By David Amoruso
Posted on September 28, 2008
Updated on October 24, 2008
Copyright © www.gangstersinc.nl
William "Wild Bill" Cutolo was one of the most charismatic and feared mobsters of the Colombo Crime Family. Born on June 6, 1949 he had risen to become an underboss to Alphonse Persico, the son of imprisoned boss Carmine Persico. But the Colombo Family was a dysfunctional family, in the 1990s two factions had fought a war over who would be boss. One faction was loyal to Carmine Persico and his son. The other supported acting boss Vic Orena. Things heated up fast between the two factions creating fireworks on the streets of New York.
Wild Bill Cutolo was a very respected Colombo Family capo. He was known as a man capable of murder, and a great earner. He had money out on the streets as a loanshark and was heavily involved in union corruption. Using the unions he controlled to hand out no-show jobs to fellow mobsters and steer jobs and money to vendors and resorts operated by men who were connected to the Colombos.
But Cutolo also knew how to maintain a clean front. He was known as a devoted churchgoer at Our Lady Help of Christians on Staten Island. And raised millions for charity, he even dressed up as Santa during christmas parties. But behind that front was a stone cold gangster.
When the Colombo war kicked off Cutolo's crew was on the front line murdering two Persico loyalists. He allegedly pulled the trigger in three hits during the war. There were several attempts on Cutolo's life during those years, but he managed to survive them all. When the smoke cleared twelve people were killed, including two innocent bystanders. Fifteen other people were injured in the war.
The Colombo Family now posed a direct threat to public safety and authorities started hitting scores of mobsters with indictments. Cutolo and six members of his crew were among those charged with various crimes. The mobsters were held without bail in the Metropolitan Detention Center in Brooklyn. According to Jerry Capeci: "They quickly took over their wing, and until the following September, terrorized the inmates as well as the guards. They stole and hoarded food and turned the television room into their private club, hanging up a sign that read: 'Italians Only.'"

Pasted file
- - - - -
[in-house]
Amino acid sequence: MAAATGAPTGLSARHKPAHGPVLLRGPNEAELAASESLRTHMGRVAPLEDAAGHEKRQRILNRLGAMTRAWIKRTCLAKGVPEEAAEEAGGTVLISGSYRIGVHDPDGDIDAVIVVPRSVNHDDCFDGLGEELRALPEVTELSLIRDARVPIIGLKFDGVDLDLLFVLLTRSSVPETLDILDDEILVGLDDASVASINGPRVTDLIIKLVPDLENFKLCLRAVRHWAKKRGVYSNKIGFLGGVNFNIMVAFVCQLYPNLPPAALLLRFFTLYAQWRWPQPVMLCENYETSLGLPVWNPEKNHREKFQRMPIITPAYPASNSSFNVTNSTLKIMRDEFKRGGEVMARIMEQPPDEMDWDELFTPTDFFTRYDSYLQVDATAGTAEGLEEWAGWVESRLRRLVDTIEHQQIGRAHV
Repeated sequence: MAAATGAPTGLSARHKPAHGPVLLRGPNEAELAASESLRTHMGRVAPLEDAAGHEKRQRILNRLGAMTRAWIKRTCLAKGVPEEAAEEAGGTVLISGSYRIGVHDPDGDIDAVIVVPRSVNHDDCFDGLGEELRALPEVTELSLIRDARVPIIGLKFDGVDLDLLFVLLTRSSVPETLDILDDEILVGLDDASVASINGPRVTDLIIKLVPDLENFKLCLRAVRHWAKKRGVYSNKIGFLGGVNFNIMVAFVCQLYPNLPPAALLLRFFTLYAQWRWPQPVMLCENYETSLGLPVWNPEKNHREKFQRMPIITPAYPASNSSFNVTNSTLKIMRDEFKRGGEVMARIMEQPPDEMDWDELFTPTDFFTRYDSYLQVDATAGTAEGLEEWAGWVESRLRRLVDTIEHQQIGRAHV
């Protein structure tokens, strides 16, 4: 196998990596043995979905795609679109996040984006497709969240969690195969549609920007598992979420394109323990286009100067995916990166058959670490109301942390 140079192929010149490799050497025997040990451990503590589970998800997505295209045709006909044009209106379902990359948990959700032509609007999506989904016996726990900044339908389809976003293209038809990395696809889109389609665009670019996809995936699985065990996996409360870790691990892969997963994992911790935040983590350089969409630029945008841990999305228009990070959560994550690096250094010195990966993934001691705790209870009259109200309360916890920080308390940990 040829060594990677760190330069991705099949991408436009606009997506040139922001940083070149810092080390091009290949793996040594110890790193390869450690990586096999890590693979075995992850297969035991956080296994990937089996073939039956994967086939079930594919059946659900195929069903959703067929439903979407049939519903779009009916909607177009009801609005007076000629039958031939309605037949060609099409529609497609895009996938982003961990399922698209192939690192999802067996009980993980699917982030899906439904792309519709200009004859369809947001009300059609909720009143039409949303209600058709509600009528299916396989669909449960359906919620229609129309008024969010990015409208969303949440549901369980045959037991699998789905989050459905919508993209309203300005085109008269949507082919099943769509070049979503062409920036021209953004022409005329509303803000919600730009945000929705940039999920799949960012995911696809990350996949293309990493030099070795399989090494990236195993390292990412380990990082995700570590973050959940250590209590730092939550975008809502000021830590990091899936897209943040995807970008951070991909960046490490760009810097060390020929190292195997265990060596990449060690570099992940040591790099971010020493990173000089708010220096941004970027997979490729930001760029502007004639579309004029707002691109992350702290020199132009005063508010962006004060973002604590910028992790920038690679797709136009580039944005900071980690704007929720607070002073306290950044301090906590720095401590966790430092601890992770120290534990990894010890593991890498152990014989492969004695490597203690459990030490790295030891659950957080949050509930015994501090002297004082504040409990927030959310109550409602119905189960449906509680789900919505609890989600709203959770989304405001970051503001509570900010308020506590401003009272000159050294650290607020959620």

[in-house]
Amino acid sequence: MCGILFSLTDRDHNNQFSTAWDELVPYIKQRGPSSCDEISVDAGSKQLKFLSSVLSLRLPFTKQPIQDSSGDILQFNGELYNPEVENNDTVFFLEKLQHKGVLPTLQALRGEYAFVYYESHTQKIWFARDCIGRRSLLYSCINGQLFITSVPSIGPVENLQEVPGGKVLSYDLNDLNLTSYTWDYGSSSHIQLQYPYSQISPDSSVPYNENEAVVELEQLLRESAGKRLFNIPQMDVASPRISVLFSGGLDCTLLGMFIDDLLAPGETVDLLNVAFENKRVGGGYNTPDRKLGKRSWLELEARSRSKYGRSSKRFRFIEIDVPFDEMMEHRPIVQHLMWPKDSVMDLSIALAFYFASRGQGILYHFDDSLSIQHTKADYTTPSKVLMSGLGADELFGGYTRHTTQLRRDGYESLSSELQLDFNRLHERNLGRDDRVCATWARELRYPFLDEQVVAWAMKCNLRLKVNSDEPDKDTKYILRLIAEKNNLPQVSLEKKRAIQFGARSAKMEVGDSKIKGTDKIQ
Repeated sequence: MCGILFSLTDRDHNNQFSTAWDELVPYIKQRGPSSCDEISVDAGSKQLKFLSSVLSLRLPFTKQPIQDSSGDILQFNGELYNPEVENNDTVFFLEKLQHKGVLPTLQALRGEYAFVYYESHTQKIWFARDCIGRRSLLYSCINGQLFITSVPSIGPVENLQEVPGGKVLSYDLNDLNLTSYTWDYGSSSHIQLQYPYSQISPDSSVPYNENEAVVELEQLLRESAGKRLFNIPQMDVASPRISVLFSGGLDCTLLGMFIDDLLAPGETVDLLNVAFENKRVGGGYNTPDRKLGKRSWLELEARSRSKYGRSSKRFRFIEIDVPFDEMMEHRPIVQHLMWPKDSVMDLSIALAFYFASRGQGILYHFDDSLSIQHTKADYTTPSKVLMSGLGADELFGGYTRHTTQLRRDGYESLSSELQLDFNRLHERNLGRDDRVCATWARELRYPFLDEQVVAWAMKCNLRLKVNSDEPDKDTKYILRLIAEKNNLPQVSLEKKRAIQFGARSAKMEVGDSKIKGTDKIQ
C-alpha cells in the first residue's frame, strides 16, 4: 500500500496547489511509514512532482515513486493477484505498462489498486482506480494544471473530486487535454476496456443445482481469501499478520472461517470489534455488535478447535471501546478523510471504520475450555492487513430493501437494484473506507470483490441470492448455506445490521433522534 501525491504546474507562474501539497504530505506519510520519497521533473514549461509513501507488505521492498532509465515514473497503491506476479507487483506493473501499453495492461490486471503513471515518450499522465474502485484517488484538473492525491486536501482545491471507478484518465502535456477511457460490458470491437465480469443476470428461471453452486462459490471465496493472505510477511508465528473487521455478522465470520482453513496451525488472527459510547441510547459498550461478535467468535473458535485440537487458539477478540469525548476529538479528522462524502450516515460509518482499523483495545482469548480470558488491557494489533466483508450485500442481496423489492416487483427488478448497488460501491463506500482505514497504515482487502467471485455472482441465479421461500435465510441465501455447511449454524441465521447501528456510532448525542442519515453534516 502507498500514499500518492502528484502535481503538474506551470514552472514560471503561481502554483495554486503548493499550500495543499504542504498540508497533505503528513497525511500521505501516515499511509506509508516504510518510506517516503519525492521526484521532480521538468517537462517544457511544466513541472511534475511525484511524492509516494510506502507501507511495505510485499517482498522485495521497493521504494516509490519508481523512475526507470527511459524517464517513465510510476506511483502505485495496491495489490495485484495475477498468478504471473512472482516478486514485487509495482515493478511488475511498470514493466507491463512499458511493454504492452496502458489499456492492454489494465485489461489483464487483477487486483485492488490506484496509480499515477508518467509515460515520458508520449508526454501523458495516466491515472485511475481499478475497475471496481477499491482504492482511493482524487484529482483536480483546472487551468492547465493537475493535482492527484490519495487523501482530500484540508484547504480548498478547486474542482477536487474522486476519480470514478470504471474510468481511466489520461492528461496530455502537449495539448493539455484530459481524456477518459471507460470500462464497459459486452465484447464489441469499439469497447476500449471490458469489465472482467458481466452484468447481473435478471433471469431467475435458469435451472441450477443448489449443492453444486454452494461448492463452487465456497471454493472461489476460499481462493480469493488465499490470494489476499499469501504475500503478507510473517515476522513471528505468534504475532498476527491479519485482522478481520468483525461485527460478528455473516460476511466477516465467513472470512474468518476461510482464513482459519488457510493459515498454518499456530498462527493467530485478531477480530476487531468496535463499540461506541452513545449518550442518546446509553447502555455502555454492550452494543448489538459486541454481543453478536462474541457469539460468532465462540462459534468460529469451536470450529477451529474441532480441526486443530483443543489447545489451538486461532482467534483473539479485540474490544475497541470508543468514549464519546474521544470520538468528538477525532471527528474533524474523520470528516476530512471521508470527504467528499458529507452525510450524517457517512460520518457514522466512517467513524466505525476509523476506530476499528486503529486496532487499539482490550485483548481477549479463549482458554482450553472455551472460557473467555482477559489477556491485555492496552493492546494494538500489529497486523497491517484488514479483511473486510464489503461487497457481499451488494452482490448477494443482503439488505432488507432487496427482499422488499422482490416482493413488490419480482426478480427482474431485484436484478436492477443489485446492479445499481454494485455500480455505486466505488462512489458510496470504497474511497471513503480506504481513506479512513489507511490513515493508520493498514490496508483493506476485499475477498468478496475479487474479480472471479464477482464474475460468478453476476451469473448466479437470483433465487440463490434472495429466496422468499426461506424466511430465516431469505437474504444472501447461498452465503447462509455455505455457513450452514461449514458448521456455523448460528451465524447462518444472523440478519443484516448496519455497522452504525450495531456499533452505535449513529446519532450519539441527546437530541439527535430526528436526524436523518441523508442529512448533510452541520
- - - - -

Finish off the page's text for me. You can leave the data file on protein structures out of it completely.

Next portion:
In December of 1994 Cutolo and his crew were acquitted of federal murder and racketeering charges. Back on the streets Cutolo was stripped of his capo rank and demoted to soldier status. The Persico faction had 'won' the war and still called the shots. But Cutolo was such a charismatic leader that he was eventually made a capo again. He commanded enormous respect from his men. He had fought beside them during the war. Shown his ability to kill and earn millions. This man had "boss" written all over him. And Alphonse Persico knew it.
In 1999 Persico (right) made Cutolo his underboss. It was a belated peace gesture, a sign of respect to Wild Bill. Or so it seemed. On May 26, 1999 Cutolo was summoned to a meeting with Persico. He would never be seen again. It became clear very soon that Persico had eliminated a threat to his position. Within 24 hours he and newly appointed underboss John "Jackie" DeRoss were looking for Cutolo's millions. DeRoss later paid a visit to Cutolo's mistress and told her that her married lover may have run off "to get away from everything and everybody."
On December 29, 2007 Alphonse Persico and John DeRoss were both found guilty of organizing the murder of Cutolo. Both men thought they were off the hook when their first murder trial ended in a hung jury, but the second time wasn't so sweet. In her closing argument prosecutor Deborah Mayer said "Cutolo was coming on like a freight train, acting like he had his own mob. Alphonse Persico had to act." Persico will now spend the rest of his life behind bars, just like his father. On October 6, 2008 authorities found the remains of William Cutolo. His body was buried in a wooded area of Long Island near a stretch of railroad tracks, manufacturing plants and warehouses. The information about Cutolo's burying place is said to have come from an informant.